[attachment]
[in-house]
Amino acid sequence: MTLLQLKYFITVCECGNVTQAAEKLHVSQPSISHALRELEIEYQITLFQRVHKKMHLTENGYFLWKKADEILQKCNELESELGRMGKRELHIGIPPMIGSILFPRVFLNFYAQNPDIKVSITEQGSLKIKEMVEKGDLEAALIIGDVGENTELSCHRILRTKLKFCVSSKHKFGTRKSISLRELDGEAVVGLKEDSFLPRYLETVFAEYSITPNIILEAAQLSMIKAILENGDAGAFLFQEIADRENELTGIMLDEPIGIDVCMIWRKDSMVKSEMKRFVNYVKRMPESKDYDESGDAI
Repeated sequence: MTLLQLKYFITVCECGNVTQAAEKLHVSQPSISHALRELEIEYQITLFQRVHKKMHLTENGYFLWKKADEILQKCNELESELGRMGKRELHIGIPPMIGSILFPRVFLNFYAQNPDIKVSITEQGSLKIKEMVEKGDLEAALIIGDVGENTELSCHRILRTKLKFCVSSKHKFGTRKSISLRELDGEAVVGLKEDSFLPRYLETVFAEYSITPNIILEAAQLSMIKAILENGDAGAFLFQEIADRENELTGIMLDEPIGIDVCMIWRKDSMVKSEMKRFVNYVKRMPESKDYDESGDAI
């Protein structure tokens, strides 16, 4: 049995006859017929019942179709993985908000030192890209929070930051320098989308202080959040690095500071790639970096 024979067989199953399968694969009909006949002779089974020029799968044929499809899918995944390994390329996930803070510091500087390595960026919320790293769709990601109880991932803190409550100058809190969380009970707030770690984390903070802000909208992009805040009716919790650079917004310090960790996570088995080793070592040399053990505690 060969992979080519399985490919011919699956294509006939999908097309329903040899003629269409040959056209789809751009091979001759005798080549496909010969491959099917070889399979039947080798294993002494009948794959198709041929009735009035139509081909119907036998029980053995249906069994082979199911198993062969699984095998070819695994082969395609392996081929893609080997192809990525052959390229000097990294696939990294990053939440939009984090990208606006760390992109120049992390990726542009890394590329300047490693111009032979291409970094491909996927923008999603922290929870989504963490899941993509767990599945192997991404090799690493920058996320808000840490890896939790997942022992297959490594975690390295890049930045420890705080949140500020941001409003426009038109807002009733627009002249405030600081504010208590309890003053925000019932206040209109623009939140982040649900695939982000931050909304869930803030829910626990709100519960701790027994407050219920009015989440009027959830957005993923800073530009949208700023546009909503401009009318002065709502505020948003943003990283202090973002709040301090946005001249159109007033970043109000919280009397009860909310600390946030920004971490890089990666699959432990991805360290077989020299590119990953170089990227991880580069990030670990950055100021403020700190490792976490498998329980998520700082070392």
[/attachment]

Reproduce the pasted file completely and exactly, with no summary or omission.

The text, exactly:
[in-house]
Amino acid sequence: MTLLQLKYFITVCECGNVTQAAEKLHVSQPSISHALRELEIEYQITLFQRVHKKMHLTENGYFLWKKADEILQKCNELESELGRMGKRELHIGIPPMIGSILFPRVFLNFYAQNPDIKVSITEQGSLKIKEMVEKGDLEAALIIGDVGENTELSCHRILRTKLKFCVSSKHKFGTRKSISLRELDGEAVVGLKEDSFLPRYLETVFAEYSITPNIILEAAQLSMIKAILENGDAGAFLFQEIADRENELTGIMLDEPIGIDVCMIWRKDSMVKSEMKRFVNYVKRMPESKDYDESGDAI
Repeated sequence: MTLLQLKYFITVCECGNVTQAAEKLHVSQPSISHALRELEIEYQITLFQRVHKKMHLTENGYFLWKKADEILQKCNELESELGRMGKRELHIGIPPMIGSILFPRVFLNFYAQNPDIKVSITEQGSLKIKEMVEKGDLEAALIIGDVGENTELSCHRILRTKLKFCVSSKHKFGTRKSISLRELDGEAVVGLKEDSFLPRYLETVFAEYSITPNIILEAAQLSMIKAILENGDAGAFLFQEIADRENELTGIMLDEPIGIDVCMIWRKDSMVKSEMKRFVNYVKRMPESKDYDESGDAI
């Protein structure tokens, strides 16, 4: 049995006859017929019942179709993985908000030192890209929070930051320098989308202080959040690095500071790639970096 024979067989199953399968694969009909006949002779089974020029799968044929499809899918995944390994390329996930803070510091500087390595960026919320790293769709990601109880991932803190409550100058809190969380009970707030770690984390903070802000909208992009805040009716919790650079917004310090960790996570088995080793070592040399053990505690 060969992979080519399985490919011919699956294509006939999908097309329903040899003629269409040959056209789809751009091979001759005798080549496909010969491959099917070889399979039947080798294993002494009948794959198709041929009735009035139509081909119907036998029980053995249906069994082979199911198993062969699984095998070819695994082969395609392996081929893609080997192809990525052959390229000097990294696939990294990053939440939009984090990208606006760390992109120049992390990726542009890394590329300047490693111009032979291409970094491909996927923008999603922290929870989504963490899941993509767990599945192997991404090799690493920058996320808000840490890896939790997942022992297959490594975690390295890049930045420890705080949140500020941001409003426009038109807002009733627009002249405030600081504010208590309890003053925000019932206040209109623009939140982040649900695939982000931050909304869930803030829910626990709100519960701790027994407050219920009015989440009027959830957005993923800073530009949208700023546009909503401009009318002065709502505020948003943003990283202090973002709040301090946005001249159109007033970043109000919280009397009860909310600390946030920004971490890089990666699959432990991805360290077989020299590119990953170089990227991880580069990030670990950055100021403020700190490792976490498998329980998520700082070392």